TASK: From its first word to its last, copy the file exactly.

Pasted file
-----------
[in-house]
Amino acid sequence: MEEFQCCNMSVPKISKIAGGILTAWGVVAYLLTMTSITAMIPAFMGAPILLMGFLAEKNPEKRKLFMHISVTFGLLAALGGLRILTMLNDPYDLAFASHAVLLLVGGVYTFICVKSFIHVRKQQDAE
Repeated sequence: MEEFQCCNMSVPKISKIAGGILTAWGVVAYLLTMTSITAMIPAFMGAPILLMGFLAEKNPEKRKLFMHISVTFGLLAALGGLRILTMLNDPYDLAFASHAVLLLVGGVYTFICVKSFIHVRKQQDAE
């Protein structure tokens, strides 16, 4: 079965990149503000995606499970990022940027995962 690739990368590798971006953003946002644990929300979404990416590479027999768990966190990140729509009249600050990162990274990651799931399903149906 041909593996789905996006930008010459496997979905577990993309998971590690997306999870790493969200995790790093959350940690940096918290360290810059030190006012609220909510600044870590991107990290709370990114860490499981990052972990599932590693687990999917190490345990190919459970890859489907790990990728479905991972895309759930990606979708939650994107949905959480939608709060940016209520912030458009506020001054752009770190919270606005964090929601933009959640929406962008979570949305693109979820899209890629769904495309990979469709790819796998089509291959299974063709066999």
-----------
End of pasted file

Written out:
[in-house]
Amino acid sequence: MEEFQCCNMSVPKISKIAGGILTAWGVVAYLLTMTSITAMIPAFMGAPILLMGFLAEKNPEKRKLFMHISVTFGLLAALGGLRILTMLNDPYDLAFASHAVLLLVGGVYTFICVKSFIHVRKQQDAE
Repeated sequence: MEEFQCCNMSVPKISKIAGGILTAWGVVAYLLTMTSITAMIPAFMGAPILLMGFLAEKNPEKRKLFMHISVTFGLLAALGGLRILTMLNDPYDLAFASHAVLLLVGGVYTFICVKSFIHVRKQQDAE
């Protein structure tokens, strides 16, 4: 079965990149503000995606499970990022940027995962 690739990368590798971006953003946002644990929300979404990416590479027999768990966190990140729509009249600050990162990274990651799931399903149906 041909593996789905996006930008010459496997979905577990993309998971590690997306999870790493969200995790790093959350940690940096918290360290810059030190006012609220909510600044870590991107990290709370990114860490499981990052972990599932590693687990999917190490345990190919459970890859489907790990990728479905991972895309759930990606979708939650994107949905959480939608709060940016209520912030458009506020001054752009770190919270606005964090929601933009959640929406962008979570949305693109979820899209890629769904495309990979469709790819796998089509291959299974063709066999």